Hershko was born Herskó Ferenc in Karcag, Hungary, the son of Shoshana Margit and Moshe Hershko, both teachers. Hershko emigrated to Israel in 1950. He received his M.D. in 1965 and his Ph.D in 1969 from the Hebrew University-Hadassah Medical School, Jerusalem, Israel. He is currently a Distinguished Professor at the Rappaport Faculty of Medicine at the Technion in Haifa.
Along with Aaron Ciechanover and Irwin Rose, he was awarded the 2004 Nobel Prize in Chemistry for the discovery of ubiquitin-mediated protein degradation. The ubiquitin-proteasome pathway has a critical role in maintaining the homeostasis of cells and is believed to be involved in the development and progression of diseases such as cancer, muscular and neurological diseases, and immune and inflammatory responses.
His contributions to science directly helped cure his long-time friend from cancer. 
Hershko, A., Ciechanover, A., Heller, H., Haas, A.L., and Rose I.A. (1980) "Proposed role of ATP in protein breakdown: Conjugation of proteins with multiple chains of the polypeptide of ATP-dependent proteolysis". Proc. Natl. Acad. Sci. USA 77, 1783–1786.
Hershko, A., Heller, H., Elias, S. and Ciechanover, A. (1983) Components of ubiquitin-protein ligase system: resolution, affinity purification and role in protein breakdown. J. Biol. Chem. 258, 8206–8214.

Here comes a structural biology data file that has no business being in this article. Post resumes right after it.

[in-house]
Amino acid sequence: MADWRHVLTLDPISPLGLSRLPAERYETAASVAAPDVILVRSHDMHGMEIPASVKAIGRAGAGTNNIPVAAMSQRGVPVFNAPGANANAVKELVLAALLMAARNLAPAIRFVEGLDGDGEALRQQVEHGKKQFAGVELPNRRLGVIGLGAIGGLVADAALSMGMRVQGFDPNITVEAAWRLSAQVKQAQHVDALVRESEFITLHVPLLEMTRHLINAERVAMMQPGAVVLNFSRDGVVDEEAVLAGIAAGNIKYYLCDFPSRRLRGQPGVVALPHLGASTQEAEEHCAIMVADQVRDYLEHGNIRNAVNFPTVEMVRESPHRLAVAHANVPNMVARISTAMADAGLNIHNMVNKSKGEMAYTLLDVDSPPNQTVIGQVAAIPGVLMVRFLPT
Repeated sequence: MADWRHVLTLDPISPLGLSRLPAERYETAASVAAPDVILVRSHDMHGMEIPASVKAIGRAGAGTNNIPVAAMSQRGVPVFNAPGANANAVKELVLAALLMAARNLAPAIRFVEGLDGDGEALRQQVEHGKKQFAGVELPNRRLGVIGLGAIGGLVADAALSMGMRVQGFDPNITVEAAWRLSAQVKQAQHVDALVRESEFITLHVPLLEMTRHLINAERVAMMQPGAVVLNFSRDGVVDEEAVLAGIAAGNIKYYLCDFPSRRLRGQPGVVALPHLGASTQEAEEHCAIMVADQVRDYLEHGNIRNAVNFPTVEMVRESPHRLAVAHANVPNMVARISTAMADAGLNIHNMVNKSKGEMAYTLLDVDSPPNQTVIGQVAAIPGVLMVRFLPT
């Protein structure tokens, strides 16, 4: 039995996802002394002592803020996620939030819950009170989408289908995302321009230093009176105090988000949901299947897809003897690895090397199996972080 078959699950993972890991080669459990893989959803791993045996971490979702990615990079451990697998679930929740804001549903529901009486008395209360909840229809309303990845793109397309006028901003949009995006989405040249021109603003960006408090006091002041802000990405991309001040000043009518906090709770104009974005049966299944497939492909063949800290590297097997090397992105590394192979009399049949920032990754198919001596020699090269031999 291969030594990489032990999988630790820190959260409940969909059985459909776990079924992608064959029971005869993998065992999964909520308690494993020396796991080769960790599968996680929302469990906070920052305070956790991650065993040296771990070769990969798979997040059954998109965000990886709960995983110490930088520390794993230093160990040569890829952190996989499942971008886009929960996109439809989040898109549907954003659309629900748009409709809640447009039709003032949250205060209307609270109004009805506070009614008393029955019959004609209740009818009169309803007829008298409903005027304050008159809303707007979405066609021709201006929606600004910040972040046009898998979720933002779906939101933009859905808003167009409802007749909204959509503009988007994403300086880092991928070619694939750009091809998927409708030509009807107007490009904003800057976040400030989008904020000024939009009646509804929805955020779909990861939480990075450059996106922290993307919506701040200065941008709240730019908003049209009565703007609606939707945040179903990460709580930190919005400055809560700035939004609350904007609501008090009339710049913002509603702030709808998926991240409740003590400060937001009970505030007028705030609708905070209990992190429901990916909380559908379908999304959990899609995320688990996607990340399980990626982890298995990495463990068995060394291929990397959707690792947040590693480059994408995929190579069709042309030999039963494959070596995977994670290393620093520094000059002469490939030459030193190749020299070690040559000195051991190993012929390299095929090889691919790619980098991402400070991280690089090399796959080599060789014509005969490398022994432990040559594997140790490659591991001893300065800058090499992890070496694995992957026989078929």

Hershko, A., Leshinsky, E., Ganoth, D. and Heller, H. (1984) ATP-dependent degradation of ubiquitin-protein conjugates. Proc. Natl. Acad. Sci. USA 81, 1619–1623.
Hershko, A., Heller, H., Eytan, E. and Reiss, Y. (1986) The protein substrate binding site of the ubiquitin-protein ligase system. J. Biol. Chem. 261, 11992-11999.
Ganoth, D., Leshinsky, E., Eytan, E., and Hershko, A. (1988) A multicomponent system that degrades proteins conjugated to ubiquitin. Resolution of components and evidence for ATP-dependent complex formation. J. Biol. Chem. 263, 12412-1241.
Sudakin, V., Ganoth, D., Dahan, A., Heller, H., Hershko, J., Luca, F.C., Ruderman, J.V. and Hershko, A. (1995). The cyclosome, a large complex containing cyclin-selective ubiquitin ligase activity, targets cyclins for destruction at the end of mitosis. Mol. Biol. Cell 6, 185–198.